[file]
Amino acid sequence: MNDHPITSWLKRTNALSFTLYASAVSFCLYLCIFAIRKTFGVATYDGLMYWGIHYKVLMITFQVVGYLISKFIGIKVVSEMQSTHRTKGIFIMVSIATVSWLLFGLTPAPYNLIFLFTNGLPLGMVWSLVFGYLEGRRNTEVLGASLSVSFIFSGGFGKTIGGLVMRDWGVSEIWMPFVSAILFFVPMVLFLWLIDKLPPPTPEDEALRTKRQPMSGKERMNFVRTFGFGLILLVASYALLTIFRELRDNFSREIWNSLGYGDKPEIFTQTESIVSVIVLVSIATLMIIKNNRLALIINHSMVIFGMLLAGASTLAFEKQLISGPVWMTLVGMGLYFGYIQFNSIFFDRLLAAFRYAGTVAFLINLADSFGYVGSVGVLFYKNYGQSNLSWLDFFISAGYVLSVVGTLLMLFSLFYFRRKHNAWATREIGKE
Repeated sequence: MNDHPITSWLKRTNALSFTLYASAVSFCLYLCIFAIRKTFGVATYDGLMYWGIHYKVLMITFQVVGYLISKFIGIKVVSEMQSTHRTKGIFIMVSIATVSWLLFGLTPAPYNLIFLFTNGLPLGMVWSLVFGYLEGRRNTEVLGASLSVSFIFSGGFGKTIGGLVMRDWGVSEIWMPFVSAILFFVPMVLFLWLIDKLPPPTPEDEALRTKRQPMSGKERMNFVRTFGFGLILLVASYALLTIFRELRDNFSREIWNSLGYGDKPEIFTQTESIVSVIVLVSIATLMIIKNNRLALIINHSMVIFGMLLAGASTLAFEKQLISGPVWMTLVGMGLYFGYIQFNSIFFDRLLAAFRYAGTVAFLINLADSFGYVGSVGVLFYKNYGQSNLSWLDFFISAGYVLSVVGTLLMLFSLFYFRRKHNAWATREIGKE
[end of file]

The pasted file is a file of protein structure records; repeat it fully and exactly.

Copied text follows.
Amino acid sequence: MNDHPITSWLKRTNALSFTLYASAVSFCLYLCIFAIRKTFGVATYDGLMYWGIHYKVLMITFQVVGYLISKFIGIKVVSEMQSTHRTKGIFIMVSIATVSWLLFGLTPAPYNLIFLFTNGLPLGMVWSLVFGYLEGRRNTEVLGASLSVSFIFSGGFGKTIGGLVMRDWGVSEIWMPFVSAILFFVPMVLFLWLIDKLPPPTPEDEALRTKRQPMSGKERMNFVRTFGFGLILLVASYALLTIFRELRDNFSREIWNSLGYGDKPEIFTQTESIVSVIVLVSIATLMIIKNNRLALIINHSMVIFGMLLAGASTLAFEKQLISGPVWMTLVGMGLYFGYIQFNSIFFDRLLAAFRYAGTVAFLINLADSFGYVGSVGVLFYKNYGQSNLSWLDFFISAGYVLSVVGTLLMLFSLFYFRRKHNAWATREIGKE
Repeated sequence: MNDHPITSWLKRTNALSFTLYASAVSFCLYLCIFAIRKTFGVATYDGLMYWGIHYKVLMITFQVVGYLISKFIGIKVVSEMQSTHRTKGIFIMVSIATVSWLLFGLTPAPYNLIFLFTNGLPLGMVWSLVFGYLEGRRNTEVLGASLSVSFIFSGGFGKTIGGLVMRDWGVSEIWMPFVSAILFFVPMVLFLWLIDKLPPPTPEDEALRTKRQPMSGKERMNFVRTFGFGLILLVASYALLTIFRELRDNFSREIWNSLGYGDKPEIFTQTESIVSVIVLVSIATLMIIKNNRLALIINHSMVIFGMLLAGASTLAFEKQLISGPVWMTLVGMGLYFGYIQFNSIFFDRLLAAFRYAGTVAFLINLADSFGYVGSVGVLFYKNYGQSNLSWLDFFISAGYVLSVVGTLLMLFSLFYFRRKHNAWATREIGKE